MANILA, Philippines — At the recent World Schools Debating Championships (WSDC), touted as the Olympics of debate, Team Philippines was the most watched and was considered one of the best and strongest teams to beat, alongside European countries which have long dominated the tournament.
It’s because six Filipino high school students made history by emerging among the top four teams, alongside Scotland, Wales and England in the WSDC tournament held last month in Cape Town, South Africa.
The team was composed of Mariella Antoinette Salazar from International School Manila, Joaquin Maria Bonoan Escano from PAREF Southridge School, Donald Felbaum and Nico Lorenzo Flaminiano from Xavier School, Rico Rey Francis Holganza, Jr. from PAREF Springdale School in Cebu, and Sanjeev Parmanand from Ateneo de Zamboanga University High School.
They breezed through eight preliminary rounds of debates with six wins, and then went on to defeat Team Canada in the first round of the finals with a two to one decision, and then Team Singapore in the quarter-finals with a unanimous vote or a 5-0 score.
The team, however, was narrowly defeated in the semi-finals by Scotland.
Making it to the semi-finals was the farthest place any Philippine team has gone to in the competition. The closest it got in past WSDC tournaments was the top 16 ranking in 2009, followed by the 20th slot last year.
Team member Mariella Salazar says Team Philippines also earned high speaker points during the quarterfinals from top caliber judges.
UNEXPECTED WIN ON A CONTROVERSIAL TOPIC
Despite giving their best performance, the members didn’t really expect to defeat the big teams Canada and Singapore, 2010 and 2011 WSDC champions respectively. In fact, they only realized they were winning when the chief adjudicator was already explaining the merits of their arguments, and announced their victory!
Among the motions or topics discussed during their debates include socio economic rights, the ban on religious parties from running, rural urban migration, Arab Spring, and a feminist movement’s ban on pornography.
For Rico Holganza, Jr. of PAREF Springdale School, what sealed their win against Singapore was the motion which was really close to home, about believing that the gay rights movement should out gay celebrities.
"Team Singapore which was in favor of this motion argued that these gay celebrities who are public figures don’t have a right to privacy because they use their personality to market their brand or products. It runs counter to their values to be closeted gays because it’s deceptive. It's like false advertising. They also said they want to out these celebrities so they can be a model for gay children in conservative societies," says Nico Flaminiano of Xavier School.
But the Philippine team, who cited Hollywood and local gay celebrities in their arguments, maintained that these persons should still have some level of privacy and that they be given the freedom to come out by themselves in their own time and if they want to.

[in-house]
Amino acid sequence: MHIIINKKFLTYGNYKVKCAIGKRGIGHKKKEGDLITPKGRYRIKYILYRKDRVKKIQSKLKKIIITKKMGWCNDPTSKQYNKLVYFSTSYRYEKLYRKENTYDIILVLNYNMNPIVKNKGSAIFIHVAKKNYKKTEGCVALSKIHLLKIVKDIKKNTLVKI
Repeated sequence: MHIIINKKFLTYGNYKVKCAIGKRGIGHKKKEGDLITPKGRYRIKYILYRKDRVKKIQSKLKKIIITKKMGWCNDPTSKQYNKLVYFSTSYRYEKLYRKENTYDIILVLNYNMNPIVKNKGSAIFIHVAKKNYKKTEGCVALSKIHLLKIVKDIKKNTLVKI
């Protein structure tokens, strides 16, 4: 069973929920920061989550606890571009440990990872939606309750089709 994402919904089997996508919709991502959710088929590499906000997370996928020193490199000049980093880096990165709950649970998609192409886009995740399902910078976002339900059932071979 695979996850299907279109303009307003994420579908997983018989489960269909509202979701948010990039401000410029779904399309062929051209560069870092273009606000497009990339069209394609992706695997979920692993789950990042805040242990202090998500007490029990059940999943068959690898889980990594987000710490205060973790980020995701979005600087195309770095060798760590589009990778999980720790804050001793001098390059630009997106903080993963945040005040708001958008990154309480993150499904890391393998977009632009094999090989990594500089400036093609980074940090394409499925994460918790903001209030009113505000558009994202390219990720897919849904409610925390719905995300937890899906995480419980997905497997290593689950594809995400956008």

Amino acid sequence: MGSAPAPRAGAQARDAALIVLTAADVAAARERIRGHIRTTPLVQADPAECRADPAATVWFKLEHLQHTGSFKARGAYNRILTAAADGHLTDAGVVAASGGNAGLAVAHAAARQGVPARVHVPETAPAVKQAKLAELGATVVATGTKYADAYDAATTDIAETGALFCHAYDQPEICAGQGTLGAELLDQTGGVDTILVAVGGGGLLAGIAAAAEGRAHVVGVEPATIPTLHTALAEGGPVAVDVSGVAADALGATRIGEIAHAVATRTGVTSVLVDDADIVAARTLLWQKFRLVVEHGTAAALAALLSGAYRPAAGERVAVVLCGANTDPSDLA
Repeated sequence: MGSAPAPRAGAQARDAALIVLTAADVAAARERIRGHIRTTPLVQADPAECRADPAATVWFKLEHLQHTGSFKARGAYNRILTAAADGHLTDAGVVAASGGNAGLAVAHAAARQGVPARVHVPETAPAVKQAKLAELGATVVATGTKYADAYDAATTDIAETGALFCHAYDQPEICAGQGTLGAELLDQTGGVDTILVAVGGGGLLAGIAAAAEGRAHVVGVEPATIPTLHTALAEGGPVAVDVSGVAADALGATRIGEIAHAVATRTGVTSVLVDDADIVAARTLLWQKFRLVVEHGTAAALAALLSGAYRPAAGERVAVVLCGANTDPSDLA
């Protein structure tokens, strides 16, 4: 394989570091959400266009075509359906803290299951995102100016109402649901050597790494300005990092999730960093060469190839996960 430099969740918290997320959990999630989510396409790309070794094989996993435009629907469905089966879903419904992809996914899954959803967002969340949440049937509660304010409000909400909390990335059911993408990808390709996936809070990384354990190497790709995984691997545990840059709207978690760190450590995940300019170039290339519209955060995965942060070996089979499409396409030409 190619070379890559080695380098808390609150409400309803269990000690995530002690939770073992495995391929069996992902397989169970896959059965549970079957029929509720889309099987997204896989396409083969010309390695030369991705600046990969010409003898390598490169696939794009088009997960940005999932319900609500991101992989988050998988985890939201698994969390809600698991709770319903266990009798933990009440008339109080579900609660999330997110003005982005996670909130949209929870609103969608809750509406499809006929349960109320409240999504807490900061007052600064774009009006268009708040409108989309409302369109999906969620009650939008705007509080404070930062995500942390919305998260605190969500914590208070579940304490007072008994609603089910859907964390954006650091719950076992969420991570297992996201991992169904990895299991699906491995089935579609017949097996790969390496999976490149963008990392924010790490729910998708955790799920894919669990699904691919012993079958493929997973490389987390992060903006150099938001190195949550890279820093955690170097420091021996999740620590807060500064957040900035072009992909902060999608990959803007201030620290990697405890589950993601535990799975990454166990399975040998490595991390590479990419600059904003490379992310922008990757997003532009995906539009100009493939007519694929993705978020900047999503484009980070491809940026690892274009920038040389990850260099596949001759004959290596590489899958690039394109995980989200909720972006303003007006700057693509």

"We argued that some people are successful in creating a dichotomy between their public and private lives. This is very important in trying to protect their party, their children, family and friends from harm. We told them it's also very dangerous to mix public and private life," explains Nico.
Mariella, on the other hand, raised the issue of fragmentation between the movement itself and how outing gay celebrities is counterproductive to the movement.
"Instead of finding inspiration in this gay celebrities and making them role models, what it actually does is alienate certain people. It's like a witchhunt! You don’t have that level of scrutiny with the straight people then why do you want to have that level of scrutiny with gay people? Besides, many celebrities are happy with their lives and don’t even have to come out because they're already accepted,” she adds.
More than the arguments though, Donald Felbaum of Xavier School believes their responsiveness to the issues was what really got the judges on their side. “Both teams were really good. We just edged them out on the criteria of responsiveness and I think that's what sealed the debate more than anything," he notes.
FROM UNDERDOGS TO TEAM FAVORITE
In the earlier part of the tournament, Joaquin Escano of Southridge School says they were among the underdogs. People didn’t expect them to make it that far.
Thus when they advanced to the quarters and semi finals, the other teams began to take notice of their performance. Everyone wanted to watch them perform.
“The best feeling I had there was when we got off the bus and everybody cheered, congratulating us for beating Canada. They told us that we were the talk of the tournament. They even compared us to the Cinderella story, like we were the giant slayers!” Rico enthuses.
For Mariella, the most memorable part of the debates was when the judges announced that they won and the whole room got wild. “Our friends from Peru and Argentina started shouting Filipino, Filipino! They said we were friends with the Philippines before they even got famous!”
Joaquin cited their friendly nature as another reason for the team’s popularity in WSDC. Contrary to perception that debaters are out for the kill, he says that even when they aim for the win, teams still engage in a friendly match. Competing against a team, he adds, is one of the easiest ways to make friends with them.